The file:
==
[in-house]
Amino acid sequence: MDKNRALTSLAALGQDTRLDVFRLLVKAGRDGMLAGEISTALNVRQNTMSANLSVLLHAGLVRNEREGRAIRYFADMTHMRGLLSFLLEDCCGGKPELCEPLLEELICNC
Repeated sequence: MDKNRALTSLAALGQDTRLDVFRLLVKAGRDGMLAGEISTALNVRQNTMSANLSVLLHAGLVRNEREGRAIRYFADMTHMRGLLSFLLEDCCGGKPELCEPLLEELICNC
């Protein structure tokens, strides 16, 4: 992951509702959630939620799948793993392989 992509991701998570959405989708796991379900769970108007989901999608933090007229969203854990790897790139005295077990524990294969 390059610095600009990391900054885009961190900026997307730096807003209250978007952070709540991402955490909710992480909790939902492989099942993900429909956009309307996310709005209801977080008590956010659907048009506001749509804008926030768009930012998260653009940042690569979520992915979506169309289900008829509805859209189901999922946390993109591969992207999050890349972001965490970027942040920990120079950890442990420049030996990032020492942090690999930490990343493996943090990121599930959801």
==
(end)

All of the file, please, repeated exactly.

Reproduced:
[in-house]
Amino acid sequence: MDKNRALTSLAALGQDTRLDVFRLLVKAGRDGMLAGEISTALNVRQNTMSANLSVLLHAGLVRNEREGRAIRYFADMTHMRGLLSFLLEDCCGGKPELCEPLLEELICNC
Repeated sequence: MDKNRALTSLAALGQDTRLDVFRLLVKAGRDGMLAGEISTALNVRQNTMSANLSVLLHAGLVRNEREGRAIRYFADMTHMRGLLSFLLEDCCGGKPELCEPLLEELICNC
């Protein structure tokens, strides 16, 4: 992951509702959630939620799948793993392989 992509991701998570959405989708796991379900769970108007989901999608933090007229969203854990790897790139005295077990524990294969 390059610095600009990391900054885009961190900026997307730096807003209250978007952070709540991402955490909710992480909790939902492989099942993900429909956009309307996310709005209801977080008590956010659907048009506001749509804008926030768009930012998260653009940042690569979520992915979506169309289900008829509805859209189901999922946390993109591969992207999050890349972001965490970027942040920990120079950890442990420049030996990032020492942090690999930490990343493996943090990121599930959801």